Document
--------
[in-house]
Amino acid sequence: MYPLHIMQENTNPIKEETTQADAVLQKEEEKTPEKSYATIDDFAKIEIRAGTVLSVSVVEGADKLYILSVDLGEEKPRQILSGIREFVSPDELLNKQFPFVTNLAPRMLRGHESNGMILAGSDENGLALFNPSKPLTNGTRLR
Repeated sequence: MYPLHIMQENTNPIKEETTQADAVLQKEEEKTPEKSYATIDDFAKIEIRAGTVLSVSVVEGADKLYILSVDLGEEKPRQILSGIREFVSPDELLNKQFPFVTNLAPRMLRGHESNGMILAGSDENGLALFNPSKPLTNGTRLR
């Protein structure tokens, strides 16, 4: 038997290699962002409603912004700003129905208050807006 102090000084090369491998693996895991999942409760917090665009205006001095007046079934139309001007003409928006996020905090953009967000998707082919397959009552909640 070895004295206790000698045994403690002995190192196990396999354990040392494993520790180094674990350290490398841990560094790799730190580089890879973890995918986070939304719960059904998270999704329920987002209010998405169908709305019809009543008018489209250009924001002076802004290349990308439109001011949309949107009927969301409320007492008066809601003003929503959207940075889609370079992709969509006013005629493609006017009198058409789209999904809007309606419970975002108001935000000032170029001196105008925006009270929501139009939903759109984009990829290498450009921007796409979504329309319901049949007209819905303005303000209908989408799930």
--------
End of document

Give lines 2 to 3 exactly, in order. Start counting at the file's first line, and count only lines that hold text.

Amino acid sequence: MYPLHIMQENTNPIKEETTQADAVLQKEEEKTPEKSYATIDDFAKIEIRAGTVLSVSVVEGADKLYILSVDLGEEKPRQILSGIREFVSPDELLNKQFPFVTNLAPRMLRGHESNGMILAGSDENGLALFNPSKPLTNGTRLR
Repeated sequence: MYPLHIMQENTNPIKEETTQADAVLQKEEEKTPEKSYATIDDFAKIEIRAGTVLSVSVVEGADKLYILSVDLGEEKPRQILSGIREFVSPDELLNKQFPFVTNLAPRMLRGHESNGMILAGSDENGLALFNPSKPLTNGTRLR